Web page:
On July 5, 2002, about 1200 Pacific daylight time, an experimental Bushby Mustang M-11, N30430, experienced a propeller blade failure and separation during cruise flight, resulting in a forced landing near Pahrump, Nevada. The pilot/owner was operating the airplane under the provisions of 14 CFR Part 91. The private pilot and passenger were not injured; the airplane sustained substantial airframe damage due to the severity of the vibration from the out of balance propeller. Day visual meteorological conditions prevailed, and a flight plan had not been filed. The personal cross-country flight originated from Apple Valley Airport, Apple Valley, California, about 1115, with a planned destination of Calvada Meadows Airport (NV74), Pahrump. Use your browsers 'back' function to return to synopsisReturn to Query Page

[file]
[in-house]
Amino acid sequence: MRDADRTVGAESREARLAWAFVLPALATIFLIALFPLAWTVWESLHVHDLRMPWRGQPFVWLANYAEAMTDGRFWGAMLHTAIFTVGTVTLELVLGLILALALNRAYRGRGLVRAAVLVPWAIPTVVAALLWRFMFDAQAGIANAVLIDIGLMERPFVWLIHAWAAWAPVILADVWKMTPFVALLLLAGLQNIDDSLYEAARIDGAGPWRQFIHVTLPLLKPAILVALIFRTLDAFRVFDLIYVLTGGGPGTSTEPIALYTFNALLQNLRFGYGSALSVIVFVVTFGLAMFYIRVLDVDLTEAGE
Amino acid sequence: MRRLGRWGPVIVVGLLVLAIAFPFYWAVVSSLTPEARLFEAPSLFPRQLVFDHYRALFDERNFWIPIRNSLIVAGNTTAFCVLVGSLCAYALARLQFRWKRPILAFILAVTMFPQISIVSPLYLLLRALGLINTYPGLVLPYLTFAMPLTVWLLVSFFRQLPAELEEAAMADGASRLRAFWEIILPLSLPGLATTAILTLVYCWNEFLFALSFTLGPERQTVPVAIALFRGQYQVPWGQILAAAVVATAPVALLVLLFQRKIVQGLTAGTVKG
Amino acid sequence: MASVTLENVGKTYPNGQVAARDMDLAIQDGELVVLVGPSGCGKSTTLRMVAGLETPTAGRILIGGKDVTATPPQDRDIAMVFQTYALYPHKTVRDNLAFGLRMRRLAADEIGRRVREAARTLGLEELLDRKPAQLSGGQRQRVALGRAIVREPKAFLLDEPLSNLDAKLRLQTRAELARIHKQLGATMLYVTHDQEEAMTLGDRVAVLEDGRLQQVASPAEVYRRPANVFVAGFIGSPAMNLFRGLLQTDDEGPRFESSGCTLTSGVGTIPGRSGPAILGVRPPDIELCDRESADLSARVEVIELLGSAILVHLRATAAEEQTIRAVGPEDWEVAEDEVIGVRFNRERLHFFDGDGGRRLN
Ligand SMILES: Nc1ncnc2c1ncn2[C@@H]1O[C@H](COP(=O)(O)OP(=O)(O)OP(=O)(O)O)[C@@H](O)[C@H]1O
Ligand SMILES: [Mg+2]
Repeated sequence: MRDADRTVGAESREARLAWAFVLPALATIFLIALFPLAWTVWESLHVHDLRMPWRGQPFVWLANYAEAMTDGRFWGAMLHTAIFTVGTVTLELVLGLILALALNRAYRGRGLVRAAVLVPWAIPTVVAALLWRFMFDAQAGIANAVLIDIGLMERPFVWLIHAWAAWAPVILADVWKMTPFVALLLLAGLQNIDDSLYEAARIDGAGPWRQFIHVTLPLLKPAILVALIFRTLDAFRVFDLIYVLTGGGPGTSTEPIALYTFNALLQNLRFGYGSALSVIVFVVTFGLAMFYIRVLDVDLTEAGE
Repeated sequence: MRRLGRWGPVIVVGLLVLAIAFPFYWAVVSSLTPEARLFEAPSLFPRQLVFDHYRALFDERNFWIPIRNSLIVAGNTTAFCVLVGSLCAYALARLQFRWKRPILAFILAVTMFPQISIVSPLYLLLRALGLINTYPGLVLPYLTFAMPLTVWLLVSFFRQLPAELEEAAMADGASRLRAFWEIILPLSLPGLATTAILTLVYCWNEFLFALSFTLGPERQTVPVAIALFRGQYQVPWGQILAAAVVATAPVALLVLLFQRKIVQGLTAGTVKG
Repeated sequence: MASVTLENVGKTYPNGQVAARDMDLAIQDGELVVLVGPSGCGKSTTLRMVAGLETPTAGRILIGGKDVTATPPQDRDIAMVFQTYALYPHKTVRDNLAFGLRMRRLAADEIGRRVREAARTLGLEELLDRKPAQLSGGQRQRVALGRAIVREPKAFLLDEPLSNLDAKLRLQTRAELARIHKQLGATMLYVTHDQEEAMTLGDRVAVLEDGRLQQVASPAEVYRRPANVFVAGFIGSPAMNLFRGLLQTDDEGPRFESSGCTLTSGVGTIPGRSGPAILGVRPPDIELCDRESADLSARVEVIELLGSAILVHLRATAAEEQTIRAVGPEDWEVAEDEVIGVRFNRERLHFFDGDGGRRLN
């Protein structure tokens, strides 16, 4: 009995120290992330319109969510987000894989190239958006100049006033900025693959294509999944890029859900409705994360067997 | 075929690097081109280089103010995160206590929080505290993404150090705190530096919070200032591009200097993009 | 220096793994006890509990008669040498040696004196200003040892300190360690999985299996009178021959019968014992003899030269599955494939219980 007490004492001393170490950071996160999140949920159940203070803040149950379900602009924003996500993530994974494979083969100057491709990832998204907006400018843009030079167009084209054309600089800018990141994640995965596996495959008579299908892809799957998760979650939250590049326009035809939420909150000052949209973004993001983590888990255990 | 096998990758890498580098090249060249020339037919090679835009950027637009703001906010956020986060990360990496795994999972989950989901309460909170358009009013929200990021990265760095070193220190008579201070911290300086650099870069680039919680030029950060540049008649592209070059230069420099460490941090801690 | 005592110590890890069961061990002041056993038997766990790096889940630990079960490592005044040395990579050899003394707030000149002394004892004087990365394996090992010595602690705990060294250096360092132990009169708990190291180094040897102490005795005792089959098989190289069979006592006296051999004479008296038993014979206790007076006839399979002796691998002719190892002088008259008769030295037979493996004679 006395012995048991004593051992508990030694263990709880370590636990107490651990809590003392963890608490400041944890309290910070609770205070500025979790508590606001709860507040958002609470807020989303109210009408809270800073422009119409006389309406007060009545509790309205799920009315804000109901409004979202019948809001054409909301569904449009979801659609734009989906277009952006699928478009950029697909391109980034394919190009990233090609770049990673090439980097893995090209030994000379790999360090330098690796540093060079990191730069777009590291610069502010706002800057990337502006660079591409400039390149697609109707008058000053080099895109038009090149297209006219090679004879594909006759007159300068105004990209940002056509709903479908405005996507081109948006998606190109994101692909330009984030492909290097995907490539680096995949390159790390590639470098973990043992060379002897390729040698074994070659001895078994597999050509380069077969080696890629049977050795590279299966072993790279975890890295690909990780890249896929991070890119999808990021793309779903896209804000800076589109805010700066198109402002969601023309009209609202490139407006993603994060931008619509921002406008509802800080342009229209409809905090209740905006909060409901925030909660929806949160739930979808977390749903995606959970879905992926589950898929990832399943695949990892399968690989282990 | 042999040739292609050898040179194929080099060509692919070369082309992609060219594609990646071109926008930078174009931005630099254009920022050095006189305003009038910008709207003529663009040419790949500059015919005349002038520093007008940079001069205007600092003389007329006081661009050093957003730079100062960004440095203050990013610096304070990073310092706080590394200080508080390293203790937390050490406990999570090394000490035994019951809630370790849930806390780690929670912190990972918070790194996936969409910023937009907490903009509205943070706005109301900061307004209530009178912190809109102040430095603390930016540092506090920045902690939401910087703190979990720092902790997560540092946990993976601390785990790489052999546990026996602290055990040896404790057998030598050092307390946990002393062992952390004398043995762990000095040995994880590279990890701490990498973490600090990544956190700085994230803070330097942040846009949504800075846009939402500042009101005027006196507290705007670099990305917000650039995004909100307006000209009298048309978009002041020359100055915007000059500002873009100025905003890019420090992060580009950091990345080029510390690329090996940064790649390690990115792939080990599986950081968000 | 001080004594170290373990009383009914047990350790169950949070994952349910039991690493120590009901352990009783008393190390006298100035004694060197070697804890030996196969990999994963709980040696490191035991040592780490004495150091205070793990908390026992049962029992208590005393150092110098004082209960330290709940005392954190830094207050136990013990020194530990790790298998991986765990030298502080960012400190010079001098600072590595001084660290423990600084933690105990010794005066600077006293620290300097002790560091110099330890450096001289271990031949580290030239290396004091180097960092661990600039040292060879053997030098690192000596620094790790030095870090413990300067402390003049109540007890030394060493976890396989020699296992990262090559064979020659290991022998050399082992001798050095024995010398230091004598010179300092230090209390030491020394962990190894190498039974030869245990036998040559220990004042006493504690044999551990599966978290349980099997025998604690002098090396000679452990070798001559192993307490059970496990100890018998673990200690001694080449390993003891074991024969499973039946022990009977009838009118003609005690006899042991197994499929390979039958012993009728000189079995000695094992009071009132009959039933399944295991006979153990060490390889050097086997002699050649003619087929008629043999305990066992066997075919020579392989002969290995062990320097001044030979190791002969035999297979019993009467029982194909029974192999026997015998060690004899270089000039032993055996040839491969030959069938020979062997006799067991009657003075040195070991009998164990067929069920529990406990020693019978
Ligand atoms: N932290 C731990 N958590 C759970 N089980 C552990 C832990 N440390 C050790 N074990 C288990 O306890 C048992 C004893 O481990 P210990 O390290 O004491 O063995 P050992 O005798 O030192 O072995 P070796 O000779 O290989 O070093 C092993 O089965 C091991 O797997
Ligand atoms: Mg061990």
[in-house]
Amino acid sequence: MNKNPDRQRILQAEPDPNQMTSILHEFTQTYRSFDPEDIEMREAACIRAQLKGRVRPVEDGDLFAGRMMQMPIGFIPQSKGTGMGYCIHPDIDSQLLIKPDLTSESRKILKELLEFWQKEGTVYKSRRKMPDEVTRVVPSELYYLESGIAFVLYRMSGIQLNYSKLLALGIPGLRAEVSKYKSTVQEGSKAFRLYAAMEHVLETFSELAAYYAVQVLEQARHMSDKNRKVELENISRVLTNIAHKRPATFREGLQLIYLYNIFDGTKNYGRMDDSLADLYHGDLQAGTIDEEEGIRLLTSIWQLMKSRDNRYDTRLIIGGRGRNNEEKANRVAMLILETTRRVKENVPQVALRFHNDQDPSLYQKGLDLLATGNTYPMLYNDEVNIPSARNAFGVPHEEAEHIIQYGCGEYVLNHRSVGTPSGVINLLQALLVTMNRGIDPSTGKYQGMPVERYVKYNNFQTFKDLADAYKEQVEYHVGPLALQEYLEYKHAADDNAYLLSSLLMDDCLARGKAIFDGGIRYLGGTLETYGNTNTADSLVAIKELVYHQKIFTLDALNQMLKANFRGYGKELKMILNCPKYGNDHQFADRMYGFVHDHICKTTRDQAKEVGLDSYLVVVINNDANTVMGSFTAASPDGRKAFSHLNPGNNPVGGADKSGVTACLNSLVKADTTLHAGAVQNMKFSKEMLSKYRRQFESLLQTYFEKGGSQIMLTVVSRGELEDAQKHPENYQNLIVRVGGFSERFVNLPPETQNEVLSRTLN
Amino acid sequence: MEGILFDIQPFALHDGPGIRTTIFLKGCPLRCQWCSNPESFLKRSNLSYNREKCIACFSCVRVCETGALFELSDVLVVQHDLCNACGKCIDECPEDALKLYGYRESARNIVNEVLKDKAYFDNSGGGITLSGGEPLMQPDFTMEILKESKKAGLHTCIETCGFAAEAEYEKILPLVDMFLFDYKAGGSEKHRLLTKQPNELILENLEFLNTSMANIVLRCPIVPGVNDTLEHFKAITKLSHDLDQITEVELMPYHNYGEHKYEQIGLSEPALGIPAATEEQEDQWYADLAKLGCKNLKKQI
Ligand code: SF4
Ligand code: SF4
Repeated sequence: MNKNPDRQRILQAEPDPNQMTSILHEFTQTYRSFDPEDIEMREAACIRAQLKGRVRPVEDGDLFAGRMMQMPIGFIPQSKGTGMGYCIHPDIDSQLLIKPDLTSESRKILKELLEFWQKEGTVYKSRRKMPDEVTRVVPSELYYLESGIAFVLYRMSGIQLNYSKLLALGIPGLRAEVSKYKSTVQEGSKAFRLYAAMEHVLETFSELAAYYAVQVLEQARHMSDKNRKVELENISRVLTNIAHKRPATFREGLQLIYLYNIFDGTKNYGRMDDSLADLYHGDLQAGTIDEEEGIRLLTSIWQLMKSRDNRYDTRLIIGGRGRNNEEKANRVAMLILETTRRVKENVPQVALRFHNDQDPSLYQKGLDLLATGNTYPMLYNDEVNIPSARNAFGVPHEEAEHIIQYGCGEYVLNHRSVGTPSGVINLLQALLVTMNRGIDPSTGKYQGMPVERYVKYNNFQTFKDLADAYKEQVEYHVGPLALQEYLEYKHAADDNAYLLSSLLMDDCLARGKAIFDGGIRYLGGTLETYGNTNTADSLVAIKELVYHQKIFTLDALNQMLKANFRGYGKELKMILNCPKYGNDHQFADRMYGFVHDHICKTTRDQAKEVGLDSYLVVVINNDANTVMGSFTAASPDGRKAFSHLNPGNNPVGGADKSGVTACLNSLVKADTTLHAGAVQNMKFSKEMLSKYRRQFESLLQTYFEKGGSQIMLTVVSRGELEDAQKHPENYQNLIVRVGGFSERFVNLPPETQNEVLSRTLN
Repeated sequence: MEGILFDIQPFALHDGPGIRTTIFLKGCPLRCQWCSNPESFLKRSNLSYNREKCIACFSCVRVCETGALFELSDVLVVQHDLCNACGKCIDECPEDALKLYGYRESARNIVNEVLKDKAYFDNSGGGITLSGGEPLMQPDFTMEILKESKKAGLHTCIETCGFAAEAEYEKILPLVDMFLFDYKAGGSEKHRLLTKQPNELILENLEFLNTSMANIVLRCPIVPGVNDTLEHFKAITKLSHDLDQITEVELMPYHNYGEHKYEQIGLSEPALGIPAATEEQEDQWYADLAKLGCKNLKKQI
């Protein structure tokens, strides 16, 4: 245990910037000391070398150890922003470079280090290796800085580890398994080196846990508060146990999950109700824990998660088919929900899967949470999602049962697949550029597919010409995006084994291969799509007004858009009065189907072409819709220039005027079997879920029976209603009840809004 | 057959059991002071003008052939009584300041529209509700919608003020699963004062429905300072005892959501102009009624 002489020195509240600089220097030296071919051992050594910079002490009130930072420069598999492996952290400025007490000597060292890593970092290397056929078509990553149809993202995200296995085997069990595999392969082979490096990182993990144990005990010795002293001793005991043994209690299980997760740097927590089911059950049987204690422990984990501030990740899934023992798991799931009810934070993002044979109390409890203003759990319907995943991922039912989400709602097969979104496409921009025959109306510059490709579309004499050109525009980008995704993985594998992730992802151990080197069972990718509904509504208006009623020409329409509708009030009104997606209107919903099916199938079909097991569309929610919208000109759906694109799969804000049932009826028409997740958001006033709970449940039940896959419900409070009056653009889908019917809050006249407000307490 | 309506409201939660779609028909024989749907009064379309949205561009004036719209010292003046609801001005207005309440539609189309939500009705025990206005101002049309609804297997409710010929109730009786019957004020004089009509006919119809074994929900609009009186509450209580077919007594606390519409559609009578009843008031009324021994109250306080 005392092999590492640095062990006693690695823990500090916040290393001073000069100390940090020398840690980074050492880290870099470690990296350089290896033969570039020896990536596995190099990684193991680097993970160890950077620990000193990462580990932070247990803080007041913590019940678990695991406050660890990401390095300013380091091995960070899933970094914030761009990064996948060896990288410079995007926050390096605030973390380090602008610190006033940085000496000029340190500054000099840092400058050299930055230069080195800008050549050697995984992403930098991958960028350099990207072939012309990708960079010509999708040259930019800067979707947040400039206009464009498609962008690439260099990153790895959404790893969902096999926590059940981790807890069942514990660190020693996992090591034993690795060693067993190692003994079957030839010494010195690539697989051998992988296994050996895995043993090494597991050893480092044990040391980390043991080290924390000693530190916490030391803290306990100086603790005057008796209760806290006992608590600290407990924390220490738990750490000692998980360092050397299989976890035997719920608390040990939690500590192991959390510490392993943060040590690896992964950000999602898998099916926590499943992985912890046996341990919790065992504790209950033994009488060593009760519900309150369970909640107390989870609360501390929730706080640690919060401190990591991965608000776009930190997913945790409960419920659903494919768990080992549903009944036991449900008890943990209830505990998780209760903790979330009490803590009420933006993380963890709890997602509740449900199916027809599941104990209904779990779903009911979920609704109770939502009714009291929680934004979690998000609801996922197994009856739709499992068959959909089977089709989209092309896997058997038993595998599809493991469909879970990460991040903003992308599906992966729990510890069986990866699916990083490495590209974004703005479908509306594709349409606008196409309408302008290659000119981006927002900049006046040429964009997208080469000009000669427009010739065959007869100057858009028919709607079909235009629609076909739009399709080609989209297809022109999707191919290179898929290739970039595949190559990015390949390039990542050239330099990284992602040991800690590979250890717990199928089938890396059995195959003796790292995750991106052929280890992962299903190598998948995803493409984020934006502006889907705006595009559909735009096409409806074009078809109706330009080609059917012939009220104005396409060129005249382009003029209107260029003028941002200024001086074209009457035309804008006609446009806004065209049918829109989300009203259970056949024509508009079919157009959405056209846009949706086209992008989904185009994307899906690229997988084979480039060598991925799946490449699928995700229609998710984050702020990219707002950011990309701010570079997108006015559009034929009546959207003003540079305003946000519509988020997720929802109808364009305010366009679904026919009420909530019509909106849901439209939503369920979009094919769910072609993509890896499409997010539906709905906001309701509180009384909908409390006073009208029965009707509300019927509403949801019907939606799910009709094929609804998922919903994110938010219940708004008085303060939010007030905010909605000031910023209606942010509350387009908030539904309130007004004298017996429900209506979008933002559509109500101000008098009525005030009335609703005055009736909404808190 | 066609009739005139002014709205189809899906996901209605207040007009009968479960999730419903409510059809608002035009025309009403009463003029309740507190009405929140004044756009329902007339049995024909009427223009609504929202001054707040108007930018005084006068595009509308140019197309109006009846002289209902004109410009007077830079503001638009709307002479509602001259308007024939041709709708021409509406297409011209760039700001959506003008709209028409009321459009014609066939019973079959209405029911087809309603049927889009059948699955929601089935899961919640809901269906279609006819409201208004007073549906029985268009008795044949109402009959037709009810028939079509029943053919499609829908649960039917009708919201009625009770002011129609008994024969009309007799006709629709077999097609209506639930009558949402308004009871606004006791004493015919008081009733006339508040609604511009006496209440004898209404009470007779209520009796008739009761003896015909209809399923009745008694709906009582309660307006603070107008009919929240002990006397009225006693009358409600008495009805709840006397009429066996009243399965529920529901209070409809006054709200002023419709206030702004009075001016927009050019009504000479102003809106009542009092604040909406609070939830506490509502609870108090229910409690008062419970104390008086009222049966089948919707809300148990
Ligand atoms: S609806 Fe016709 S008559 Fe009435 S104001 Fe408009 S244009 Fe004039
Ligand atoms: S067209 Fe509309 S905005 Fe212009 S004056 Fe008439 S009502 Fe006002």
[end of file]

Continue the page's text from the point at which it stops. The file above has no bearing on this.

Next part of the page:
In a written statement the pilot reported that he was approaching NV74 and reduced power. He lowered the nose, in an effort to begin a gradual decent. As the airplane gained speed, he reduced the power again. About 9,500 mean sea level, the engine began to violently shake. He set the throttle to idle, the mixture in the off position, turned off the master switch, and put the fuel selector in the "off" position. He looked for a place to land and spotted a dry lake below. He configured the airplane in a slip and descended. He landed successfully, with the airplane coming to rest about 32 miles south of NV74.
A Federal Aviation Administration inspector stated that post accident examination of the airplane revealed that 21 inches of a propeller blade tip had separated from the propeller body. The pilot thought that the consequential imbalance resulted in substantial damage to the airframe. The engine was left hanging by a 3/8-inch bolt. The propeller was a fixed pitch, aluminum two-bladed McCauley, part number 1A170/7074. It was noted that the propeller had undergone a propeller strike prior to the accident, where it was shortened from 76 inches to 70 inches, and repitched.